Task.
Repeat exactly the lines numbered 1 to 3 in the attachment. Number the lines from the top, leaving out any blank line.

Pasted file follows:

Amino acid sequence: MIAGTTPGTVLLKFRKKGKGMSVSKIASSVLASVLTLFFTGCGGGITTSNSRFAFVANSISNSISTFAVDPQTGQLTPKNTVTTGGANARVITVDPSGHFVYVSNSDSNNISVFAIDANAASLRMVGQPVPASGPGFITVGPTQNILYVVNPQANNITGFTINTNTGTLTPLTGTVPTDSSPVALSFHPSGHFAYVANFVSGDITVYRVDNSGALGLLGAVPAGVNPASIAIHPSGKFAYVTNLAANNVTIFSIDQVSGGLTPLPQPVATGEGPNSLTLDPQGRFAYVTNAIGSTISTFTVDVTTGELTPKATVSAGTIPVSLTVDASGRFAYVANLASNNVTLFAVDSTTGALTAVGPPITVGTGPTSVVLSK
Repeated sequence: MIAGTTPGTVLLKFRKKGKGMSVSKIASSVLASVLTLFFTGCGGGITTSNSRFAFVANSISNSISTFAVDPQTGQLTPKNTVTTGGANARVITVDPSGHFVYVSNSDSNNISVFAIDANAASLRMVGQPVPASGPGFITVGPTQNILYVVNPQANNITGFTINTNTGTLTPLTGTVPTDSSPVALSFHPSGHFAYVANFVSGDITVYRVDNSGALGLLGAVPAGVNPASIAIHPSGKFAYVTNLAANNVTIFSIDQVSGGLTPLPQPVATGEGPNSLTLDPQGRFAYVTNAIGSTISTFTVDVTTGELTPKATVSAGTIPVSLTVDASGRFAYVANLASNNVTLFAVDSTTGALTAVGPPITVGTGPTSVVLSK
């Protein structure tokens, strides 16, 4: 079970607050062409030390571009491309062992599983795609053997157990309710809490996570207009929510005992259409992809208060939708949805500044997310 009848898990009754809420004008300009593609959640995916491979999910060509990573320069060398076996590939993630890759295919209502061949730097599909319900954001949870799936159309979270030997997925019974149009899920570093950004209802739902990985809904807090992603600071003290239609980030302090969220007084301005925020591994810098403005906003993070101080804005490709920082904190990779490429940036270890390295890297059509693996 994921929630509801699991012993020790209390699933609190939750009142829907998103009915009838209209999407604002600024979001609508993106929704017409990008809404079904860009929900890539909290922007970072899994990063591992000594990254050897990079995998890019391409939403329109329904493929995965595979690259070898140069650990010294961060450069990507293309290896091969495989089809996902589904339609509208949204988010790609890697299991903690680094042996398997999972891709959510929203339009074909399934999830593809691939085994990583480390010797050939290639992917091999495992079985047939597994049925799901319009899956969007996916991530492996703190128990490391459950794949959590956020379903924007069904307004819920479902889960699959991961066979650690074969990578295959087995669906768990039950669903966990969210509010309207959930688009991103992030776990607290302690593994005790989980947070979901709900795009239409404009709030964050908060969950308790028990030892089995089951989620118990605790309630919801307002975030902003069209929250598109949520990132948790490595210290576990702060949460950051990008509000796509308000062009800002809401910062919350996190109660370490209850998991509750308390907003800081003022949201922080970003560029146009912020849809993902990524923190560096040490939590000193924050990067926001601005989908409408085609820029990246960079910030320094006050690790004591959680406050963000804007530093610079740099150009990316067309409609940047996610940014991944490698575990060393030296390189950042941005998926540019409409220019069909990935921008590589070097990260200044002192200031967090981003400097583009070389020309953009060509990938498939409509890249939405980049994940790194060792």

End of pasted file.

Amino acid sequence: MIAGTTPGTVLLKFRKKGKGMSVSKIASSVLASVLTLFFTGCGGGITTSNSRFAFVANSISNSISTFAVDPQTGQLTPKNTVTTGGANARVITVDPSGHFVYVSNSDSNNISVFAIDANAASLRMVGQPVPASGPGFITVGPTQNILYVVNPQANNITGFTINTNTGTLTPLTGTVPTDSSPVALSFHPSGHFAYVANFVSGDITVYRVDNSGALGLLGAVPAGVNPASIAIHPSGKFAYVTNLAANNVTIFSIDQVSGGLTPLPQPVATGEGPNSLTLDPQGRFAYVTNAIGSTISTFTVDVTTGELTPKATVSAGTIPVSLTVDASGRFAYVANLASNNVTLFAVDSTTGALTAVGPPITVGTGPTSVVLSK
Repeated sequence: MIAGTTPGTVLLKFRKKGKGMSVSKIASSVLASVLTLFFTGCGGGITTSNSRFAFVANSISNSISTFAVDPQTGQLTPKNTVTTGGANARVITVDPSGHFVYVSNSDSNNISVFAIDANAASLRMVGQPVPASGPGFITVGPTQNILYVVNPQANNITGFTINTNTGTLTPLTGTVPTDSSPVALSFHPSGHFAYVANFVSGDITVYRVDNSGALGLLGAVPAGVNPASIAIHPSGKFAYVTNLAANNVTIFSIDQVSGGLTPLPQPVATGEGPNSLTLDPQGRFAYVTNAIGSTISTFTVDVTTGELTPKATVSAGTIPVSLTVDASGRFAYVANLASNNVTLFAVDSTTGALTAVGPPITVGTGPTSVVLSK
């Protein structure tokens, strides 16, 4: 079970607050062409030390571009491309062992599983795609053997157990309710809490996570207009929510005992259409992809208060939708949805500044997310 009848898990009754809420004008300009593609959640995916491979999910060509990573320069060398076996590939993630890759295919209502061949730097599909319900954001949870799936159309979270030997997925019974149009899920570093950004209802739902990985809904807090992603600071003290239609980030302090969220007084301005925020591994810098403005906003993070101080804005490709920082904190990779490429940036270890390295890297059509693996 994921929630509801699991012993020790209390699933609190939750009142829907998103009915009838209209999407604002600024979001609508993106929704017409990008809404079904860009929900890539909290922007970072899994990063591992000594990254050897990079995998890019391409939403329109329904493929995965595979690259070898140069650990010294961060450069990507293309290896091969495989089809996902589904339609509208949204988010790609890697299991903690680094042996398997999972891709959510929203339009074909399934999830593809691939085994990583480390010797050939290639992917091999495992079985047939597994049925799901319009899956969007996916991530492996703190128990490391459950794949959590956020379903924007069904307004819920479902889960699959991961066979650690074969990578295959087995669906768990039950669903966990969210509010309207959930688009991103992030776990607290302690593994005790989980947070979901709900795009239409404009709030964050908060969950308790028990030892089995089951989620118990605790309630919801307002975030902003069209929250598109949520990132948790490595210290576990702060949460950051990008509000796509308000062009800002809401910062919350996190109660370490209850998991509750308390907003800081003022949201922080970003560029146009912020849809993902990524923190560096040490939590000193924050990067926001601005989908409408085609820029990246960079910030320094006050690790004591959680406050963000804007530093610079740099150009990316067309409609940047996610940014991944490698575990060393030296390189950042941005998926540019409409220019069909990935921008590589070097990260200044002192200031967090981003400097583009070389020309953009060509990938498939409509890249939405980049994940790194060792």